Dispute over electoral district at root of Belgian stalemate
Belgian lawyer and political scientist Vincent Défraiteur (right) explains Belgian politics to visitors and staff at the Forum of Federations.
Vincent Defraiteur, one of the Forum of Federation’s Young Professionals, gave a lunch-and-learn presentation on May 28, 2008 titled BHV - Three Letters for a Belgian Nightmare. Mr. Defraiteur, a political scientist and lawyer for the Belgian legal firm JDDV Advocaten in Brussels, explained that the huge gains made by Flemish confederalists and secessionists in the Belgian general elections of June 2007 were the result of deep frustrations about the political stalemate concerning the electoral district of Brussels-Halle-Vilvoorde (BHV).
In a 2003 ruling, the country's Constitutional Court ordered the Belgian government to abolish the electoral district, which currently allows that district’s voters to choose their senators and EU representatives from either a French-speaking list or a Dutch-speaking list, even though the district is in Dutch-speaking Flanders. Mr. Defraiteur explained that the Constitutional Court ruled this discriminatory and called on the government to rectify the situation by July 2007 at the latest, either by allowing Flemings to stand for election in Wallonia, or by no longer allowing Walloons to do so in Flanders.
Belgium’s previous Liberal-Socialist government coalition led by Prime Minister Guy Verhofstadt had been unable to set things straight. The Walloon ministers vetoed any change to the status quo. This resulted in severe losses for the Liberal and the Socialist parties in Flanders in the 10 June elections.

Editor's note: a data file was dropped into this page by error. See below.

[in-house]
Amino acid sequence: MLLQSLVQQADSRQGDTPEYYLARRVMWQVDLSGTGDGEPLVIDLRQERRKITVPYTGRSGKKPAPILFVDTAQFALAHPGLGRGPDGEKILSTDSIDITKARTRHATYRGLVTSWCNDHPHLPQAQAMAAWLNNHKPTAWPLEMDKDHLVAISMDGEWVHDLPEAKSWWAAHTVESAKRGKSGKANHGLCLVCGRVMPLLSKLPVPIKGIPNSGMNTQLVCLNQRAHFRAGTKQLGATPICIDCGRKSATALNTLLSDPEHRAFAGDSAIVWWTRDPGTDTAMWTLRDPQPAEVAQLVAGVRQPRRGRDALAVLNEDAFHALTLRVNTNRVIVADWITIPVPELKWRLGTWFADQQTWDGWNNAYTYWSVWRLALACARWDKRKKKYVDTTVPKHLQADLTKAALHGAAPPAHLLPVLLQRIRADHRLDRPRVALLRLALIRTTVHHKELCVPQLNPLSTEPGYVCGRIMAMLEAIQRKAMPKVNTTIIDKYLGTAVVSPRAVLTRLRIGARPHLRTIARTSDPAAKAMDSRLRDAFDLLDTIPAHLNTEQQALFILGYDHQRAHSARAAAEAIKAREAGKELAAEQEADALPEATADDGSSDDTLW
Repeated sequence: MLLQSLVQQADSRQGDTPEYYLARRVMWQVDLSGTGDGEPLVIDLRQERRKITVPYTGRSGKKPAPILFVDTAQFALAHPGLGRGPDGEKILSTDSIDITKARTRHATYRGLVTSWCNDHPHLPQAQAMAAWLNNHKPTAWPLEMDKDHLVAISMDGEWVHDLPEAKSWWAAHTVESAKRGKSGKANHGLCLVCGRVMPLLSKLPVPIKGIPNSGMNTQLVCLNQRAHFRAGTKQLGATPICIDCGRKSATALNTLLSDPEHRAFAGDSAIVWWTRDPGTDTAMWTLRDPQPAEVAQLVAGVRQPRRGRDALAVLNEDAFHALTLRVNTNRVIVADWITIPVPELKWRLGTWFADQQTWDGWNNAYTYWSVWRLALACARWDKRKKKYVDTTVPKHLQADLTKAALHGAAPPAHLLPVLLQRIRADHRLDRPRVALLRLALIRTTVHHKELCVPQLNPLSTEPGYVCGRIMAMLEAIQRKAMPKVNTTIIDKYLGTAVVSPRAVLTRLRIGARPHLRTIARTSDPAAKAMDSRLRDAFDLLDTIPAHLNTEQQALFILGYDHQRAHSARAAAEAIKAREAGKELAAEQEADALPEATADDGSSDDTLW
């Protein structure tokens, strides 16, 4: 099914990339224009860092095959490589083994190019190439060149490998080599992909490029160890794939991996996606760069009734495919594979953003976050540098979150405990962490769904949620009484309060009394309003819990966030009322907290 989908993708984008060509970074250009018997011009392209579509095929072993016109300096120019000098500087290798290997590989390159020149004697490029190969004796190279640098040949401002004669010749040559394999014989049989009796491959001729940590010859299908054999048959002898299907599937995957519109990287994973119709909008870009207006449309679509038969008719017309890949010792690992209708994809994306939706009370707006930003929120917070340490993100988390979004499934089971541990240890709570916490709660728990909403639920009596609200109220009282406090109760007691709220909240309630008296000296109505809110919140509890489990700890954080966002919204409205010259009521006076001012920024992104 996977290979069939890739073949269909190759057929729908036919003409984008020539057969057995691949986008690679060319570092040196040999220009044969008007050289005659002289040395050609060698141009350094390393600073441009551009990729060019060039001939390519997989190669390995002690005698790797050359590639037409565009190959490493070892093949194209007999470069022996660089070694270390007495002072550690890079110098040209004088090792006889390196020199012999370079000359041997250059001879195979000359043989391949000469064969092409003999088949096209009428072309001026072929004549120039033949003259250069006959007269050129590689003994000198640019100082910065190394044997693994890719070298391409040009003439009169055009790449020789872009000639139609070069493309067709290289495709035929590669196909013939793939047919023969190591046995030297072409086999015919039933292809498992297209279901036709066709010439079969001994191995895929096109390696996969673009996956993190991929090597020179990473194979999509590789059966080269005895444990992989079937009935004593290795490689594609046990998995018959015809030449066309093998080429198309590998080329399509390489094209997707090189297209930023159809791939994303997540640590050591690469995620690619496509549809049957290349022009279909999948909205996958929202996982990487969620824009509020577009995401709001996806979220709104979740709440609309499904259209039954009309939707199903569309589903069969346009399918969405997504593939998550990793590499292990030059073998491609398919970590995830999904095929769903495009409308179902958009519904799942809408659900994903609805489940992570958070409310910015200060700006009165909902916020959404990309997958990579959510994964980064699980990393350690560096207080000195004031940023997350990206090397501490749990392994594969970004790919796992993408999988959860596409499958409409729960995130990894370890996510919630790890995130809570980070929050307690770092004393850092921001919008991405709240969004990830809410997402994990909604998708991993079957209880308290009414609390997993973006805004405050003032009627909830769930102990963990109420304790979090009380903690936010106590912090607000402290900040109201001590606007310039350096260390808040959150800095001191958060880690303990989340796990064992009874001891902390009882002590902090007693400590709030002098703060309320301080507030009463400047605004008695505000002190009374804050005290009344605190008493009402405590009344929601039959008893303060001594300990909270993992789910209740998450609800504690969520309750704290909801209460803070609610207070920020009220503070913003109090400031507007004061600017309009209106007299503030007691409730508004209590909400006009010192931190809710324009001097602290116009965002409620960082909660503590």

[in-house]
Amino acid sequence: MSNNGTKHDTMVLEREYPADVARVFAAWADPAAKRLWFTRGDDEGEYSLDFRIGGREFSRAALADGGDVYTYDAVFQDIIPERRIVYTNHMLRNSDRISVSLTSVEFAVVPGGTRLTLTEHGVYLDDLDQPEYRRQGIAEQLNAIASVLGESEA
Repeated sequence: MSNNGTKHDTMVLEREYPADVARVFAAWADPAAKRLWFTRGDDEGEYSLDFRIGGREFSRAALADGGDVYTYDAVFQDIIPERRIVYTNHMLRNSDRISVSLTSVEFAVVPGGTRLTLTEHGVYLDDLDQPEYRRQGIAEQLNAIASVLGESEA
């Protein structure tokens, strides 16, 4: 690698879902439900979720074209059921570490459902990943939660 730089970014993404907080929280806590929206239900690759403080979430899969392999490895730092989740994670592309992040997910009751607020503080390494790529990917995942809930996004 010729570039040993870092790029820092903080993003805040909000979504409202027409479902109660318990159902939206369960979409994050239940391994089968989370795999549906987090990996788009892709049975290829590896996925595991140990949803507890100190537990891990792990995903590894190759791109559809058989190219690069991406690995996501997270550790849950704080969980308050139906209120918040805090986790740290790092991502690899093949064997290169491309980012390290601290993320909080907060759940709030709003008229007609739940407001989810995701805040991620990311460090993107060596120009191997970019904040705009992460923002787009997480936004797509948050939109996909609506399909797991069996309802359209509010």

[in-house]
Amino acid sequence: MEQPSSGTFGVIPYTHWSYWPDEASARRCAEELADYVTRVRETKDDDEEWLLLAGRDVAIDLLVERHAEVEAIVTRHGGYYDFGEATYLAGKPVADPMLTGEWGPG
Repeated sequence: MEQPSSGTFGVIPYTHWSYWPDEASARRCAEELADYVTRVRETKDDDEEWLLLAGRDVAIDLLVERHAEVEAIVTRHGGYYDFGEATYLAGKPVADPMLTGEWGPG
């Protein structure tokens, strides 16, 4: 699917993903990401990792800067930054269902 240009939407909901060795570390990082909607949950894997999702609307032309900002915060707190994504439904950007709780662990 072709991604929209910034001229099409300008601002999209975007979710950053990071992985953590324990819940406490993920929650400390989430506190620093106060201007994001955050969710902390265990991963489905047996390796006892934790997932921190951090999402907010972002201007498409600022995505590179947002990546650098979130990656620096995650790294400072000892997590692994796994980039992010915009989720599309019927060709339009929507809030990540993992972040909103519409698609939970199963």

The inability of Ives Leterme, the previous Flemish minister-president and winner of the elections, to form a government for over 10 months led to Belgium’s deepest political crisis ever. Flemish politicians who agree to join a government which does not abolish the BHV riding know that they are committing political suicide in view of the next regional elections in 2009, whilst Walloon politicians fear the same will happen to them if they agree to abolish BHV. Meanwhile, as long as no solution is found, new general elections at the national (federal) level will be viewed as unconstitutional. Technically this situation can continue until 2011 when new general elections are due, but the general impression is that a country cannot function for four years without a government.
So, as Mr. Defraiteur pointed out, the discussions about the electoral district lie at the heart of the debate about the future of Belgian federalism. It symbolizes how entrenched the two Flemish and the Walloon communities have become.
Mr. Defraiteur spoke at the Forum’s offices in Ottawa.